* prepare the script writing workshop I am doing at New Eastbourne Writers this week,

* work out who to vote for (not easy. They all have good points and bad points. And just when I decide on a party I look at the party leader and think, "But do I want them as my Prime Minister? For the record, the answer is invariably no, in all cases.)

And it's only Tuesday.

I've also been reading and working on a book I found called "The Winner's Bible" by Dr Kerry Spackman. Looks good so far. I'll let you know how I get on with it.

Thursday, 22 April 2010


A year ago, I was getting ready for my first trip on an aeroplane - yes, folks, there are still those of us who don't travel on them every day.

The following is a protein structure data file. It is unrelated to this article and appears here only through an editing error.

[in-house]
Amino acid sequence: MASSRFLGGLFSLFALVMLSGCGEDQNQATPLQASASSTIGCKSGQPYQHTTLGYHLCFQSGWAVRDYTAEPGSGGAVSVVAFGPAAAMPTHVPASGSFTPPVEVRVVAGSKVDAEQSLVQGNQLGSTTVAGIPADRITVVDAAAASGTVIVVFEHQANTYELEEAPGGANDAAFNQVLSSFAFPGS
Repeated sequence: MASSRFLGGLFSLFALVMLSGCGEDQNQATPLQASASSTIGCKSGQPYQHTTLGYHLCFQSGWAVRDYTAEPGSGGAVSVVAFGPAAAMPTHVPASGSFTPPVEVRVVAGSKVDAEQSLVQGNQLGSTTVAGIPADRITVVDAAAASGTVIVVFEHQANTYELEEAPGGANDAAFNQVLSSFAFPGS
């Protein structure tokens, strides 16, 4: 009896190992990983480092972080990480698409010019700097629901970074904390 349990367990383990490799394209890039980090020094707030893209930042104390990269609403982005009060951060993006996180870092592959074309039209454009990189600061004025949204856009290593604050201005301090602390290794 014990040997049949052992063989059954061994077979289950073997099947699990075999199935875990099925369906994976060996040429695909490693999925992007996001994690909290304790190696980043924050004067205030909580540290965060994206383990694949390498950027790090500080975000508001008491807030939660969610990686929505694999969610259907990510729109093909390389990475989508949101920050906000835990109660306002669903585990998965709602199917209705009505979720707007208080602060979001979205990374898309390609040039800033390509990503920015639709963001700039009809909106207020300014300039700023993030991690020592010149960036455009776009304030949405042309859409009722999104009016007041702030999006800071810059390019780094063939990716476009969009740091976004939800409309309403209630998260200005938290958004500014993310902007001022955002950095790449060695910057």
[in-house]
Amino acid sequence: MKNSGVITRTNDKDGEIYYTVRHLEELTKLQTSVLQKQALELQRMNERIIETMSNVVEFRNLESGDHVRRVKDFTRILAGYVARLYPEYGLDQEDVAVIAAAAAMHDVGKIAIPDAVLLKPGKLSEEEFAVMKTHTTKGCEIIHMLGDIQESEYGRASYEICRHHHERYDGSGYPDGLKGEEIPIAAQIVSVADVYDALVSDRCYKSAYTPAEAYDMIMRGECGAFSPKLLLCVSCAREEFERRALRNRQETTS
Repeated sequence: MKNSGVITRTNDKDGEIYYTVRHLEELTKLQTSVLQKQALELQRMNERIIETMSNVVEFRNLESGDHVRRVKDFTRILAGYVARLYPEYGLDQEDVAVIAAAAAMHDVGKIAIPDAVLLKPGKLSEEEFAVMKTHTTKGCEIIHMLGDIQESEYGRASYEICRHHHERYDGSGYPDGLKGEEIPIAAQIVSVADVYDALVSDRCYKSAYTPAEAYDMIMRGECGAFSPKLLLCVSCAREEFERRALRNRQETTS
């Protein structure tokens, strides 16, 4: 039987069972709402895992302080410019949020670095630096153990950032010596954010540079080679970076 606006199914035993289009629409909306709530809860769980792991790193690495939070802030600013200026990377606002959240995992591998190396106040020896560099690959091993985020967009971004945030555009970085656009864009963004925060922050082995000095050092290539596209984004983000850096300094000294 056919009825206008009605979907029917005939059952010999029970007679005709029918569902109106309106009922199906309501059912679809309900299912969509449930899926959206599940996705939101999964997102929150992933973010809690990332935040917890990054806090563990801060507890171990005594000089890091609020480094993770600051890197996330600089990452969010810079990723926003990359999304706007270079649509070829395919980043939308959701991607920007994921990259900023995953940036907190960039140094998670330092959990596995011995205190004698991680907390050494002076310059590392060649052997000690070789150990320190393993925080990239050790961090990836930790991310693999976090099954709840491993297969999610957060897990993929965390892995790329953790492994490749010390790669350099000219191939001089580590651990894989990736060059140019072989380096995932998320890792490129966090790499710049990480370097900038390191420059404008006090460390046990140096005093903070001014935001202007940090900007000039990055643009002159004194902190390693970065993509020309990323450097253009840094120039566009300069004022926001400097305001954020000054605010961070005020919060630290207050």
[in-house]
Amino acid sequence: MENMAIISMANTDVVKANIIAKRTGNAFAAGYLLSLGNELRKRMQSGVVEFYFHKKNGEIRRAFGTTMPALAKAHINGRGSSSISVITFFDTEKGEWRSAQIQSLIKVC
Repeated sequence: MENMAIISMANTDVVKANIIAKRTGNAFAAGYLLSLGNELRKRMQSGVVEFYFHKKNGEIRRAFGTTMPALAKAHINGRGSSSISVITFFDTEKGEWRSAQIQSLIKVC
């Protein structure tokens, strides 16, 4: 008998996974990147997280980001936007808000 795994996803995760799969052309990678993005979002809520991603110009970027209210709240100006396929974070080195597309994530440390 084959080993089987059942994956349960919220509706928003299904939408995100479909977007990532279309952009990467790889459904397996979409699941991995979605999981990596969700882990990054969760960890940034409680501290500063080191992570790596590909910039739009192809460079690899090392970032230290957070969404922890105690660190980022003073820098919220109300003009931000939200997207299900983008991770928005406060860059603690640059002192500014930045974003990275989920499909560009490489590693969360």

I went to Kenya with a group of friends, on a fact finding mission, learning what work was being done amongst the people in the slums, and in some of the rural areas of that beautiful country. We saw the way people had picked themselves up after the post election violence of 2008, and we saw poverty on a scale it's difficult to imagine when you're here in the UK. But we also saw smiling faces, children with a sense of fun and mischief who chased after us shouting the one English phrase they knew - "How are you?". And we saw hope.

I've turned my experiences into a book about the trip and the work we were privileged to become a part of. The book is entitled "Grasshoppers don't eat grapes" and I'm about ready to look for a publisher for it. Any profit it makes which would normally come to me will go towards the work that is being done out there.

Watch this space for details of when it's published and where you can buy it.